HealthEngine Will Build The COVID-19 Vaccine Booking System, Despite Fine For Selling Data

HealthEngine Will Build The COVID-19 Vaccine Booking System, Despite Fine For Selling Data

The Department of Health has chosen HealthEngine to build the system that Australians will use to book their COVID-19 vaccine. It’s the same company that has a history of sharing personal information about customers.

The federal government’s selection of HealthEngine to create a system that will be used to help Australians book appointments to visit clinics to get the vaccine was first reported by iTnews on Monday.

HealthEngine’s system will be available for GPs clinics, pharmacies, state-run vaccination clinics and other approved health service providers who don’t already have a booking system.

In a statement, the company said the system will be a standalone product that “complies with government requirements around accessibility, privacy and security.”

The vaccine booking platform will integrate into their other systems for existing HealthEngine customers.

HealthEngine CEO Dr Marcus Tan said that they were honoured to be selected by the Department of Health for the job.

“Given the very tight timeframes involved and the complexity of such a project, we are under no illusions about the challenge we have signed up to,” he said in a statement.

“However,  the opportunity to support a historic public health effort involving millions of Australians by assisting the Federal government with a very important piece of national digital health infrastructure, was one we simply couldn’t pass up.”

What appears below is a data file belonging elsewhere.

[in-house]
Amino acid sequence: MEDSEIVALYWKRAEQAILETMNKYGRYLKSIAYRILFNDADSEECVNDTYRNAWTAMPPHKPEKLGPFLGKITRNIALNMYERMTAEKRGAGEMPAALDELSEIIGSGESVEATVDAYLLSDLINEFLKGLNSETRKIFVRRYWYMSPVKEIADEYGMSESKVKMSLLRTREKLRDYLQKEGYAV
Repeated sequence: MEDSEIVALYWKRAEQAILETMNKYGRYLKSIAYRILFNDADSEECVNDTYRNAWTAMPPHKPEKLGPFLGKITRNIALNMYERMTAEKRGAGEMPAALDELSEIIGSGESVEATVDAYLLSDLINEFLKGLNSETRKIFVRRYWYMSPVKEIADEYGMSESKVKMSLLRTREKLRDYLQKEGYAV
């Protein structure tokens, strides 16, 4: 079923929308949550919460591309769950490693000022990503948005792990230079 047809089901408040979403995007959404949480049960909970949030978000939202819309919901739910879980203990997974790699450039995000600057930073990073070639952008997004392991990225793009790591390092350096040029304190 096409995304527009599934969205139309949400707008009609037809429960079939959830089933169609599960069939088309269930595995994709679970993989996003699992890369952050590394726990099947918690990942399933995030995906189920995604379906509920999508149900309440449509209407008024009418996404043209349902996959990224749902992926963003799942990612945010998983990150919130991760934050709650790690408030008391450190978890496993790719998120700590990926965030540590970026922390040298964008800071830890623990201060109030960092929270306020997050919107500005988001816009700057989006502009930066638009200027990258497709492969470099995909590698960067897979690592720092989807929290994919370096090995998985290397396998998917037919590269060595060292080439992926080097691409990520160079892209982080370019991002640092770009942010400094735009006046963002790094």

This is an interesting decision because the government’s own consumer watchdog has recently taken action against the company for sharing customer data with private insurance brokers.

In August last year, the Australian Competition and Consumer Commission fined HealthEngine $2.9 million for “engaging in misleading conduct” after the company sold non-medical data about its customers to private health brokers. This was done without adequately informing them about misleading customers by censoring or editing reviews between 2014 and 2018.

These are the people who they’re trusting with your data! Perhaps there were few other options, but it is certainly a curious choice for the government to slap HealthEngine on the wrist using one hand while reaching hanging into its pocket with the other.